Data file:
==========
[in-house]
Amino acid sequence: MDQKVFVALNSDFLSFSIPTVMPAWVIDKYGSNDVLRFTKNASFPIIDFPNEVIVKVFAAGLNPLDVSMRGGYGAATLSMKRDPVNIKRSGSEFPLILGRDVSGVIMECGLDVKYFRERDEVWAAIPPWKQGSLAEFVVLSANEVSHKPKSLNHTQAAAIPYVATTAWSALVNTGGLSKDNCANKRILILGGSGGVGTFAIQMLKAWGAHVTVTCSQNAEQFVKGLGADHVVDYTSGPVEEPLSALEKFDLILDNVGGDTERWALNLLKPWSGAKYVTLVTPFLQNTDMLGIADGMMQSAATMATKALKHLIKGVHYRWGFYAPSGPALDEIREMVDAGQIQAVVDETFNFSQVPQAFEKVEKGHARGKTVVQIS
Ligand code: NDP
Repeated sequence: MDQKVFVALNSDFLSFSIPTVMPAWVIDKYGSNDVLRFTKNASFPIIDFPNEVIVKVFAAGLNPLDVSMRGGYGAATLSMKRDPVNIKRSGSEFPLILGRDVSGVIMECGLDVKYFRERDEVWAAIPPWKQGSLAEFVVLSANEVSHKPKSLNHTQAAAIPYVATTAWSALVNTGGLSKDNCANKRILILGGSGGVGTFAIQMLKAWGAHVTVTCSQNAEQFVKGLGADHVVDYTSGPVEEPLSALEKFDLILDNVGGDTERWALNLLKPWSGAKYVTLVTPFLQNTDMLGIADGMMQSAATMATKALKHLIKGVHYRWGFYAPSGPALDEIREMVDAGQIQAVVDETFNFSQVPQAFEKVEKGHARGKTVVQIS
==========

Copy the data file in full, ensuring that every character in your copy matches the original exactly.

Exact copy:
[in-house]
Amino acid sequence: MDQKVFVALNSDFLSFSIPTVMPAWVIDKYGSNDVLRFTKNASFPIIDFPNEVIVKVFAAGLNPLDVSMRGGYGAATLSMKRDPVNIKRSGSEFPLILGRDVSGVIMECGLDVKYFRERDEVWAAIPPWKQGSLAEFVVLSANEVSHKPKSLNHTQAAAIPYVATTAWSALVNTGGLSKDNCANKRILILGGSGGVGTFAIQMLKAWGAHVTVTCSQNAEQFVKGLGADHVVDYTSGPVEEPLSALEKFDLILDNVGGDTERWALNLLKPWSGAKYVTLVTPFLQNTDMLGIADGMMQSAATMATKALKHLIKGVHYRWGFYAPSGPALDEIREMVDAGQIQAVVDETFNFSQVPQAFEKVEKGHARGKTVVQIS
Ligand code: NDP
Repeated sequence: MDQKVFVALNSDFLSFSIPTVMPAWVIDKYGSNDVLRFTKNASFPIIDFPNEVIVKVFAAGLNPLDVSMRGGYGAATLSMKRDPVNIKRSGSEFPLILGRDVSGVIMECGLDVKYFRERDEVWAAIPPWKQGSLAEFVVLSANEVSHKPKSLNHTQAAAIPYVATTAWSALVNTGGLSKDNCANKRILILGGSGGVGTFAIQMLKAWGAHVTVTCSQNAEQFVKGLGADHVVDYTSGPVEEPLSALEKFDLILDNVGGDTERWALNLLKPWSGAKYVTLVTPFLQNTDMLGIADGMMQSAATMATKALKHLIKGVHYRWGFYAPSGPALDEIREMVDAGQIQAVVDETFNFSQVPQAFEKVEKGHARGKTVVQIS